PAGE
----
The Regius Poem is believed to the oldest surviving masonic document.
The Regius Poem is considered by Freemasonry to be one of the Old Charges. The Old Charges were meant to describe a members requirements when they joined an operative lodge. In order to join the operative lodge a new member would have to swear to the uphold and perform the things required in the charge. Often these would appear in the front of the lodge's book of minutes.
It is fortunate that the Lodge Minute Book in which Baxter's entry into Freemasonry is recorded still survives. The Minute states: " 13th January 1797 Received from Bro. Matt. Gilmour (1)21/- as the dues of Entry for Br. Alex. Baxter John Campbell Secy. JohnGardner RWM" The year date is an error which can be proved by the fact that the subsequent Minute is entered as 15 January 1798. Although the Minute recording Baxter's initiation is brief, this is not unusual. Minutes in this Minute book which commences in 1793 and concludes in 1816 recording the admission of candidates follow a similar pattern. Only when matters of greater importance are discussed then Minutes are more detailed.
Graham was initiated in Lodge "The Prince's" No 607 - 15 April 1878, Passed – May 1878, Raised - 10 June 1878. He was recorded as No 11 on the Roll of the Lodge. He served as Master between 1883-1886. The history of Lodge “The Prince’s” No 607 records William Pearce of Elmbank House, Govan and John William Burns as the Lodge’s first initiates. However this is inaccurate, since Pearce had been initiated in The Prince of Wales’ Lodge No 279(EC), a Lodge with a distinguished royal pedigree dating back to 1787.
Campbell was initiated in Lodge Mother Kilwinning No 0 on 7 March 1884 aged 34 years with his occupation being noted as Curator of Kelvingrove Museum. His brother, Thomas McKell Campbell Jnr.,aged 32 years, Metal Merchant, residing at 152 Dumbarton Road, Glasgow was initiated on the same evening. Both were recommended by Thomas M. Campbell*, presumably their father and seconded by Brother Wyllie, Secretary of the Lodge. All three degrees were conferred at the same Meeting. On 4 December 1885, along with Thomas McK. Campbell Jnr., John McNaught Campbell affiliated to Lodge Clyde No 408 and became Master of that Lodge in December 1888. Prior to becoming a member of Lodge Clyde, according to the Scottish Masonic Record, Campbell in the same year as his initiation had been appointed to the Office of Scribe E (Secretary) of St Andrew of Glasgow Royal Arch Chapter No 69 and then as Principal Z in the Chapter. (Campbell's father had been a Founder Member of the Chapter). Such was the high regard, in which Campbell was held, that only two months after affiliating to Lodge Clyde, he became Secretary of the Lodge. The Record states " he works the Mark and Royal Arch degrees with a proficiency seldom equalled, and conducts the business of lodge and chapter with equity." Campbell's membership of Masonic Orders and activities is set out below:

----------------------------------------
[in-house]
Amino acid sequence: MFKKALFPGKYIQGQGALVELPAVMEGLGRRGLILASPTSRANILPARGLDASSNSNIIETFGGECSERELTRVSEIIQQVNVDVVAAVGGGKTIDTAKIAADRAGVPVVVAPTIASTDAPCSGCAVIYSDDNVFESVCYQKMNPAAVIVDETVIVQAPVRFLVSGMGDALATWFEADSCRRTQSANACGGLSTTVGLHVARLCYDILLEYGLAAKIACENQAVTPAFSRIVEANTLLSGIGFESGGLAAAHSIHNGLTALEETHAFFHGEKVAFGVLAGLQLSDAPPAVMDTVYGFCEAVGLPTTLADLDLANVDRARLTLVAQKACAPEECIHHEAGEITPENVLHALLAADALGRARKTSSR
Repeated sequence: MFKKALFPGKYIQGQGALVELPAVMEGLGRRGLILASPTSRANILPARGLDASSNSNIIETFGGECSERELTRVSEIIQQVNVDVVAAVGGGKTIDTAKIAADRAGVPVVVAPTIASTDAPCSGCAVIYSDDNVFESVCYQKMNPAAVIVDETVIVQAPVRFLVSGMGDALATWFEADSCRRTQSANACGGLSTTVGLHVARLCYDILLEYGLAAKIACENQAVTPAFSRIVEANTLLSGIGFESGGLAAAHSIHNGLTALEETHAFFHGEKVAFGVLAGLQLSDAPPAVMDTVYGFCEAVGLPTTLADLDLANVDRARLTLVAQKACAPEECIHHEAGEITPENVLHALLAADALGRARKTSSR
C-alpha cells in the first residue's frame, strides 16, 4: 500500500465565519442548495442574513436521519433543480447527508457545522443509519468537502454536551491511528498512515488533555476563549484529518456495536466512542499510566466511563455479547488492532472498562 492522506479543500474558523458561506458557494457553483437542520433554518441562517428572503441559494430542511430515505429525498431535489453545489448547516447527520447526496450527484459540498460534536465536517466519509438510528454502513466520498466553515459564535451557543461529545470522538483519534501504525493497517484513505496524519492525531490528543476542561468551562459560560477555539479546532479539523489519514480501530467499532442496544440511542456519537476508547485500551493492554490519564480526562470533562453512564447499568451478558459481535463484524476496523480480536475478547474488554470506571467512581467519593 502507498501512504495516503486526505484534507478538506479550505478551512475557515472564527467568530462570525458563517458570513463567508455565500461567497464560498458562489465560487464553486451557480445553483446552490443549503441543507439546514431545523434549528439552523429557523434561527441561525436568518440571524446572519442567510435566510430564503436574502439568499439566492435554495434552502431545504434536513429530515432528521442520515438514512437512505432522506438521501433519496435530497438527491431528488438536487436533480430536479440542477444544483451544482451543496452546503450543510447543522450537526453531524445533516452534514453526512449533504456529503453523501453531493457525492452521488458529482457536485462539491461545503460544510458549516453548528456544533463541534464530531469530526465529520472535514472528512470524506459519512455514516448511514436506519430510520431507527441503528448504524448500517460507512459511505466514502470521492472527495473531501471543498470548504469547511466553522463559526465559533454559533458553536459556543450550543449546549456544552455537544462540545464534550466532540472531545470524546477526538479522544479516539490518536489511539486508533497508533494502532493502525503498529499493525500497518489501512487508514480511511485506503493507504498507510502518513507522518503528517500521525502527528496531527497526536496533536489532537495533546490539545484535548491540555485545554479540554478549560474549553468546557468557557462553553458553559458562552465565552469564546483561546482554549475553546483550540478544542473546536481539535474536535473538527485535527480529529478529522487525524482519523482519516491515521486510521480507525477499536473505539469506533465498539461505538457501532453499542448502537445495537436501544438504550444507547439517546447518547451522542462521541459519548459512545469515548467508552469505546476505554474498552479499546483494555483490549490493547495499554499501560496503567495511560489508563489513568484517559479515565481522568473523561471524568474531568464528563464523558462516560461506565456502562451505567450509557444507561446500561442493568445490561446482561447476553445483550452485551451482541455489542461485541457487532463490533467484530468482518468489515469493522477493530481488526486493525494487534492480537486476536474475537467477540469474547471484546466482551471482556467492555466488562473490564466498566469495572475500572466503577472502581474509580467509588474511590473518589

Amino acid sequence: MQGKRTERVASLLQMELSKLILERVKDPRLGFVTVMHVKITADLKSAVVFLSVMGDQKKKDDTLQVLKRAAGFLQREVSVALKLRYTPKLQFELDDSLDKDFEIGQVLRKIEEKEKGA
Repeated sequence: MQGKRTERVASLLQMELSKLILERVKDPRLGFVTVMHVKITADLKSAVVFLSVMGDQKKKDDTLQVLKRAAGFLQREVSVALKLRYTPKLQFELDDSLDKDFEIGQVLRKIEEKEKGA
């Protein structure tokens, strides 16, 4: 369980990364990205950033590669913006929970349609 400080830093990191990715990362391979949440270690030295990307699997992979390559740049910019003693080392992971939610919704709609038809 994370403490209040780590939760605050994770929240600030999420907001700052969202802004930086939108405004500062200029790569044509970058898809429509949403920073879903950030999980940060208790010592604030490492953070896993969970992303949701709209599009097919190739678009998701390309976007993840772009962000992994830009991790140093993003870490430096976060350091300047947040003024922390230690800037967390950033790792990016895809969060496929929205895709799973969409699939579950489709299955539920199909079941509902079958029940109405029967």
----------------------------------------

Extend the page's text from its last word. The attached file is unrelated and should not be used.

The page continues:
Captain Archibald Alexander Speirs, 4th of Elderslie , Provincial Grand Master of Glasgow
Died in his 29th Year from Typhoid contracted from the River Clyde; his son, Alexander Archibald Speirs, 5th of Elderslie was born posthumously.
He also became Provincial Grand Master and Grand Master Mason.
The Glasgow Herald, 7August 1861 Majority of Archibald Alex. Speirs Esq. Festivities at Elderslie House
" The Festivities at in celebration of the coming of age of Archibald Alexander Speirs Esq. of Elderslie, &c., commenced yesterday at Elderslie House, near Renfrew. Preparations upon an extensive scale have been in progress for some time, and the Festivities were inaugurated yesterday by the presentation of several addresses to Mr Speirs and by a dinner by that gentleman to the tenantry on his various estates of Elderslie, Houston, Fulwood, Neilston, Yoker, Arkelston, Newton and Glanderston. A large and elegant marquee and several supplementary marquees provided by Mr W Piggott of London were erected in front of Elderslie House and were connected with the mansion by a covered avenue. A substantial flooring of solid woodwork was laid for the marquees by Mr Boyd of Paisley an important auxiliary to the comfort of Mr Speirs' guests yesterday and a necessary one for the ball which is to take place in the marquee tonight. The avenues leading to the mansion house were crossed at intervals by ornamental arches of heather and pine, hung with festoons of hollyhocks and dahlias and surrounded with flags some bearing the arms of the Elderslie family with its motto, " God save me". The front portico of the house was prepared for illumination and on the roof was a platform or balcony designed for the accommodation of Mr Speirs' friends while the display of fireworks was going on. The general arrangements were under the direction of Mr Grogan of London and the whole entertainment was under his management and they were such as to devolve upon the very highest praise. he was ably assisted by Mr Myles the factor on Mr Speirs' estates..........In the morning the children of the various schools of Renfrew promenaded in front of the house and sung hymns. At three o'clock the tenantry assembled numbering about 80 at the north front of the house to present an address when Mr Speirs stepped on to the balcony accompanied by Mrs and Miss Speirs(his mother and sister), Miss Anne G Speirs(his aunt), Mr and Mrs and Miss Haggart of Bantaskine, and Col. Haggart; Captain Speirs of Culreuch, T D Speirs Esq of Woodfooot, Mr Dundas MP, &c., &c.
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